We're not even a year into the 4E cycle, and we've already got a second Monster Manual coming, a second Player's Handbook released, and we're about to hit the second 'source' book--all of which are getting sequels. Yes, people will buy PH2, Martial Power 2, Monster Manual 3... but the bean-counters at WotC are going to hit the "I don't need to buy all this stuff" wall from gamers far earlier in 4E than they ever did in 2E.

Sure, the Complete Fighter's Handbook was released less than a year after the 2E Player's Handbook, but it bears remembering that:
-There was nearly a dozen years of AD&D that informed the material in that book.
-The "Complete" series was not exactly the shining moment of TSR's D&D years.

Worse, I'm already beginning to feel that we're not in the Complete years. We're talking Player's Option: Skills & Powers, or the twilight somewhere between those two eras. And it's not comforting.
Apr. 8th, 2009 03:05 pm (UTC)
Re: How will this manifest itself?
I think, as an industry insider, its important to see whether Wizards is leading the industry or just stomping through it - but as a customer of RPG products, I don't know that it matters too much.

I think you're right!

All of this really is sort of an industry insider coffee-house debate. The REAL question for most people centers COMPLETELY around how well WotC is satisfying their needs as consumers. And I think there IS a very real chance that they ARE saturating the market and run the terrifying risk of driving their customers AWAY through the sheer VOLUME of material produced. (Much like TSR did in the late 80s and early 90s.)

I think a lot of this is coming from a mistaken perspective that any dollar spent on another game is a dollar NOT spent on D&D ... and that WotC should try to capture EVERY dollar that gamers have to spend. If the average RPG gamer is willing to spend $500 a year on gaming products then, by gum, they should spend ALL of those dollars on D&D.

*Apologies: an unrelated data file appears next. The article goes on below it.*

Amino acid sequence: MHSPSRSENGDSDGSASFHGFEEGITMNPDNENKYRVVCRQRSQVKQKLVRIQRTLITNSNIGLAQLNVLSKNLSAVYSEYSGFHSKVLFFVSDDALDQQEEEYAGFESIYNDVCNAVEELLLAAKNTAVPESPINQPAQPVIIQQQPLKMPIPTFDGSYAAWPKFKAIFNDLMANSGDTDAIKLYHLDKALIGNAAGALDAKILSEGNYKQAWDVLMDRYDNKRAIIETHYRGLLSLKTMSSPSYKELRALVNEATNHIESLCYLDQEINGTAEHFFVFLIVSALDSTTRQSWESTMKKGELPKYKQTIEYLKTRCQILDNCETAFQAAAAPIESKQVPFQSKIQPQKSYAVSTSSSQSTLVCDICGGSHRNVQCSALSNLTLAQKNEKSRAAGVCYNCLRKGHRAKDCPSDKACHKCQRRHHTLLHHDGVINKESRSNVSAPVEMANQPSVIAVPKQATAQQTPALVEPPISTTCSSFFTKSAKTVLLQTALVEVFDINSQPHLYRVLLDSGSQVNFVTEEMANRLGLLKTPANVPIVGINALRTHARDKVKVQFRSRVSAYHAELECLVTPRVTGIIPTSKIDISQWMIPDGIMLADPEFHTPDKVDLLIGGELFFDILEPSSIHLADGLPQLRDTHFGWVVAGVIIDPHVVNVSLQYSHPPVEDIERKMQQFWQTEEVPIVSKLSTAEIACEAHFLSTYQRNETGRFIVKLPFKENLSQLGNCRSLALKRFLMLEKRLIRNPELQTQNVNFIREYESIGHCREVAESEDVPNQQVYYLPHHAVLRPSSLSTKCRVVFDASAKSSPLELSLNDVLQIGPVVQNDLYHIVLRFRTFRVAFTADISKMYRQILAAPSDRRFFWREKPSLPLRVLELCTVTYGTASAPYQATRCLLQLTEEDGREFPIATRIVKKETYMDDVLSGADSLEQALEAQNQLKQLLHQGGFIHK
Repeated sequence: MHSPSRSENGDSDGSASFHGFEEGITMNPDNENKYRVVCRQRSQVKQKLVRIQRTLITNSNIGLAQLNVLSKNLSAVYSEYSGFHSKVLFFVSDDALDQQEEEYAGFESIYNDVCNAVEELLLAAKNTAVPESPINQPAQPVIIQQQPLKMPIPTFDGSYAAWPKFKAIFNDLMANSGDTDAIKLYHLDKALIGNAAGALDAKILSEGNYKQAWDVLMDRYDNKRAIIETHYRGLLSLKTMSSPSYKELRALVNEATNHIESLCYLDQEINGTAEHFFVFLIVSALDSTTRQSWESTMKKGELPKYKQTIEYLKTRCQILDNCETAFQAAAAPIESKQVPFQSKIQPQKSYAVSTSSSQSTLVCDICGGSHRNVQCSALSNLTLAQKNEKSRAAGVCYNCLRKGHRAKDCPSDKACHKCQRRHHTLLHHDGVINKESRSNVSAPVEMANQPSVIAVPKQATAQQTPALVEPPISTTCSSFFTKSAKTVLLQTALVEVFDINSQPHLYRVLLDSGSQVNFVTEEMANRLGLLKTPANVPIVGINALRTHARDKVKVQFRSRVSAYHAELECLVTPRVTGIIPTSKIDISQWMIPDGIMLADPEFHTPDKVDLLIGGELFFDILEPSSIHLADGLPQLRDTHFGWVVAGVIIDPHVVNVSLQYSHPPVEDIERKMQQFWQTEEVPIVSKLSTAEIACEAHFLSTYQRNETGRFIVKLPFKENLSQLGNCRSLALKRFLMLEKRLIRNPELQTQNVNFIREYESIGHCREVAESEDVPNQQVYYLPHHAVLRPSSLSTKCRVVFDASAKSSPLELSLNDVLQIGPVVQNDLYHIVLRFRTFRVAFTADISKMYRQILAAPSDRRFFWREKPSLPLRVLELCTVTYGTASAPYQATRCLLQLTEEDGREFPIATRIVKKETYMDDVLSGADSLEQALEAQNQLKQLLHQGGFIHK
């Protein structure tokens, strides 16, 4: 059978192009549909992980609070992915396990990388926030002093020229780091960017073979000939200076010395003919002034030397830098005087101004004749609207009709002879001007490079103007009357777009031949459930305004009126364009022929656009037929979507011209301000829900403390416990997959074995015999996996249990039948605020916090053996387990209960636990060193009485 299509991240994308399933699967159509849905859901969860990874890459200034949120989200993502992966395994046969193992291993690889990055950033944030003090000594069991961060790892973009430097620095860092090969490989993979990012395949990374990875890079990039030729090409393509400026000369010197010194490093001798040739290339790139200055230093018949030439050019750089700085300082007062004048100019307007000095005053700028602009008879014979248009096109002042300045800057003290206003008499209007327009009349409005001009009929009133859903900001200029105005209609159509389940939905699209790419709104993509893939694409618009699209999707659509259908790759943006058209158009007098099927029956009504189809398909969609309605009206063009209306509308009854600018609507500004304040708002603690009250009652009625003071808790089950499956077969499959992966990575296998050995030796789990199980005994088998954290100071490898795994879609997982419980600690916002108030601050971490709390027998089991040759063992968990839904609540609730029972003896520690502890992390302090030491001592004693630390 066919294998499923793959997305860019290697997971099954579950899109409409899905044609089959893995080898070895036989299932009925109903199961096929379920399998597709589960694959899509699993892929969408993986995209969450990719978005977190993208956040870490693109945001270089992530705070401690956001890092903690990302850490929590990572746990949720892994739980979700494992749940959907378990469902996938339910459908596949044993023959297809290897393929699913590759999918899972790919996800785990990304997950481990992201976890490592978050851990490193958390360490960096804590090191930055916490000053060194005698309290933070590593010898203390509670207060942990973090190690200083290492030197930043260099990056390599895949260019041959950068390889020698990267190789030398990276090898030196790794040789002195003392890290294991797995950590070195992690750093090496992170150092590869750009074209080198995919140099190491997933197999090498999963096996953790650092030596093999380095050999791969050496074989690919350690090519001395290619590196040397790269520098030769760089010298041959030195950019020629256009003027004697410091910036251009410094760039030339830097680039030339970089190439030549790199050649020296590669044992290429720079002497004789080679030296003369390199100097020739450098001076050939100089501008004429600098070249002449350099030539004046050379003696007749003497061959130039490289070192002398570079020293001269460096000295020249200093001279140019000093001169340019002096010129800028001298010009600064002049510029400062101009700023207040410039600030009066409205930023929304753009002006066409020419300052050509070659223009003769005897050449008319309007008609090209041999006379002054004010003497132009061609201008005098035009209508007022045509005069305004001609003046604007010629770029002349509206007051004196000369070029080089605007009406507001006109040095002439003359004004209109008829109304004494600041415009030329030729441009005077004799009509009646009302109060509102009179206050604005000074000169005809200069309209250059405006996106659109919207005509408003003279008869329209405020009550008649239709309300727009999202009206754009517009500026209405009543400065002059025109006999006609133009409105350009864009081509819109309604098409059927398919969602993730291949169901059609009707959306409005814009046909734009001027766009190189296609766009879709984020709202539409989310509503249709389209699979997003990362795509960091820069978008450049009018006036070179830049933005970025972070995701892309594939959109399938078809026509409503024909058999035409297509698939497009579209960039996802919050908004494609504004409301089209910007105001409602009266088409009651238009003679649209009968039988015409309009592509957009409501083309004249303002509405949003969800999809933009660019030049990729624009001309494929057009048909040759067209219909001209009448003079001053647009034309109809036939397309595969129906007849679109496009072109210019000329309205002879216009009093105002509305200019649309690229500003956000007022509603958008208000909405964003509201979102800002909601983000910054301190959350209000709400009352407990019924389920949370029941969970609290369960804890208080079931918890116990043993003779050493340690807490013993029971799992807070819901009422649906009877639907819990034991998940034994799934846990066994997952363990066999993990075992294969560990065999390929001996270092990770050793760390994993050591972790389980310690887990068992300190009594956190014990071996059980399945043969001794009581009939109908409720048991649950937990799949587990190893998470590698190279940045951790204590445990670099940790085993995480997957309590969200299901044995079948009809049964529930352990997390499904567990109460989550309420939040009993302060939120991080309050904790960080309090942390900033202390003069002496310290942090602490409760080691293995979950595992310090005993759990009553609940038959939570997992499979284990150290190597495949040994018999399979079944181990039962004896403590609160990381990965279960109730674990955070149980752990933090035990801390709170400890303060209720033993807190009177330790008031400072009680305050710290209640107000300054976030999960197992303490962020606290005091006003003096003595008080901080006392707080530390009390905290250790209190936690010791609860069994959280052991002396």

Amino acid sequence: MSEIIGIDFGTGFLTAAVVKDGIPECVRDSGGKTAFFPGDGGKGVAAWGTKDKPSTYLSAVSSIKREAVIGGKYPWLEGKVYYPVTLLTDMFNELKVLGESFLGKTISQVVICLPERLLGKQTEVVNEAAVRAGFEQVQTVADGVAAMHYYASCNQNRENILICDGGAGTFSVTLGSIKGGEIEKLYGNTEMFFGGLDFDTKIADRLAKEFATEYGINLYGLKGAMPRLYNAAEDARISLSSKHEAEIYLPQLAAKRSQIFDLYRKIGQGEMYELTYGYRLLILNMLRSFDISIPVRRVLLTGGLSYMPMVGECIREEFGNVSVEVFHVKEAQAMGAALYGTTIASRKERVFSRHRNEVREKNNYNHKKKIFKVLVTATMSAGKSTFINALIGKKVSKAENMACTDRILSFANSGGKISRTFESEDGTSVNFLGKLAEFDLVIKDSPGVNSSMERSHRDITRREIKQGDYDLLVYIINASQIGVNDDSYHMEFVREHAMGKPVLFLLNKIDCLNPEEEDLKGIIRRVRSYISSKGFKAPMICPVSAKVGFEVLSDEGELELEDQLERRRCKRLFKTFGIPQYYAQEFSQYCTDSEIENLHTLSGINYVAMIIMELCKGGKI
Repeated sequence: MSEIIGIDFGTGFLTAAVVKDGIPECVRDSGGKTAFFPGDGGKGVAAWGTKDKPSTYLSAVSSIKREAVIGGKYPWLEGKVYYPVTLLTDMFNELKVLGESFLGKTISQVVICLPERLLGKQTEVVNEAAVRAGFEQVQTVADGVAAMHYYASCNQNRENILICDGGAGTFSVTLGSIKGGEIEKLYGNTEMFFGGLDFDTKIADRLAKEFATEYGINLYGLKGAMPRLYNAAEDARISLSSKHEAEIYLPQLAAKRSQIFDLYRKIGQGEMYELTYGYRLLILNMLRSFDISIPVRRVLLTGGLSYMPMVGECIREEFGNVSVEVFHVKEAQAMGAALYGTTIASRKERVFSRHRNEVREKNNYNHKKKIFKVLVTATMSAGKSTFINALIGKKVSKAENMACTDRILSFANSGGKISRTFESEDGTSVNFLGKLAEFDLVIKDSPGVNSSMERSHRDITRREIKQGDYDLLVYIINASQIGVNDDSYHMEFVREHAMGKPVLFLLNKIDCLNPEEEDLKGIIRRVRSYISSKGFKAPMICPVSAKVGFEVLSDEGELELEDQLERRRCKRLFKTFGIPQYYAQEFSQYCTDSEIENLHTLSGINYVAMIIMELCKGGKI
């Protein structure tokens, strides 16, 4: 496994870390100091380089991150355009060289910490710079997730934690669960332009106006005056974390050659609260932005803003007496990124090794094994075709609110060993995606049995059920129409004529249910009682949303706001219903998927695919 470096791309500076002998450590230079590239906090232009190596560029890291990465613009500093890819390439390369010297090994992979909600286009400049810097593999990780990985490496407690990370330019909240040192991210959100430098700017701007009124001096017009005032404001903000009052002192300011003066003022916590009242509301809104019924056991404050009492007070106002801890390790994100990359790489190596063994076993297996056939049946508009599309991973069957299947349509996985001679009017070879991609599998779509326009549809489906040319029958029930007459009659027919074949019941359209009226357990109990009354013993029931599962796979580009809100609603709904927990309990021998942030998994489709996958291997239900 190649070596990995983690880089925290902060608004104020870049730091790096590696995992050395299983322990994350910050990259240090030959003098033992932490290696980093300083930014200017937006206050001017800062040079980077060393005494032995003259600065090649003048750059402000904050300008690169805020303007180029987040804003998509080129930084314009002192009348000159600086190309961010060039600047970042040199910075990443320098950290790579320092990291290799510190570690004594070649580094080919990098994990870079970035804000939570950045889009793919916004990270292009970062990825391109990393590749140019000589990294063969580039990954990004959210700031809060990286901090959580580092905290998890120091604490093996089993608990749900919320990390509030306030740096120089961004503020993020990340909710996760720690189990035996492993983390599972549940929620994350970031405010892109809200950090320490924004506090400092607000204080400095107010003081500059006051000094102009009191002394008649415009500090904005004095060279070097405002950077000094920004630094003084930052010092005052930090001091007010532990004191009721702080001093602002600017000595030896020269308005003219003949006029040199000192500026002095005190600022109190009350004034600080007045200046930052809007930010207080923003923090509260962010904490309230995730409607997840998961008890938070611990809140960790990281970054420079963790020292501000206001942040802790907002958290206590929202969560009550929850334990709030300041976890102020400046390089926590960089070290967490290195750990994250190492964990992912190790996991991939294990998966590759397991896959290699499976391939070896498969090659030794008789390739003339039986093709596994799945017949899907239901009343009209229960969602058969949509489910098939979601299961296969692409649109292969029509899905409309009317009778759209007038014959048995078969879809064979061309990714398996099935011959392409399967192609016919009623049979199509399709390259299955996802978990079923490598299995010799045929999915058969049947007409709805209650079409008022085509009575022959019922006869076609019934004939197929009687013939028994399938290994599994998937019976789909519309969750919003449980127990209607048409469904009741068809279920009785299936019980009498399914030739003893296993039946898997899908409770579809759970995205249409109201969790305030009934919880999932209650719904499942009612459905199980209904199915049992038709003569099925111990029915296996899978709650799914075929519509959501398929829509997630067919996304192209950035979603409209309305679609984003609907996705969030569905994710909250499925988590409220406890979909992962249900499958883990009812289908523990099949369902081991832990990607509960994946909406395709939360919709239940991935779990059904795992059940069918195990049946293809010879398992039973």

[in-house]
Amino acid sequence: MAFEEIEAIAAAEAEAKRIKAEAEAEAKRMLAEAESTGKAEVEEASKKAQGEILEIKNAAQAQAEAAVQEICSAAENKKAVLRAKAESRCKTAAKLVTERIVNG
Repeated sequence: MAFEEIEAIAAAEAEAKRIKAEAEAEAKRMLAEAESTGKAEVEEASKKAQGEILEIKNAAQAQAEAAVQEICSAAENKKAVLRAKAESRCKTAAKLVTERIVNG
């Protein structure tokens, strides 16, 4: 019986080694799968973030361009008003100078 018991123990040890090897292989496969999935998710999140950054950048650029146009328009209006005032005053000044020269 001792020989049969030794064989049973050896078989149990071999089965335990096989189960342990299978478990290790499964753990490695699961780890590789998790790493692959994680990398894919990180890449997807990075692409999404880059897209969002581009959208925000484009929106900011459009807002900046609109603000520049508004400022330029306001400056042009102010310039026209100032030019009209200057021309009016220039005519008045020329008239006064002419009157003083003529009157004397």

That's not practical and, more importantly, it's not sustainable. As you point out, no one can USE that much material. And once the customers begin to realize they can't use everything they're buying, and they begin to LOSE the notion that have to buy EVERY product for D&D ... then they start to become MUCH more circumspect. It's no longer a question of which products NOT to buy ... it's becomes a matter of "which products do I actually NEED?" ... and then the REMAINDER of the money gets spent of OTHER games and companies.
Apr. 8th, 2009 08:02 pm (UTC)
In general, I think I agree with most of what you had to say. A lot of your points surround giving words and phrases such as “industry leader” their proper meaning and context. Now, one will probably grant that there are not a few people out there who would rather that not happen. After all, once people start thinking about the real meanings of things like that, they might start to draw some fairly obvious conclusions.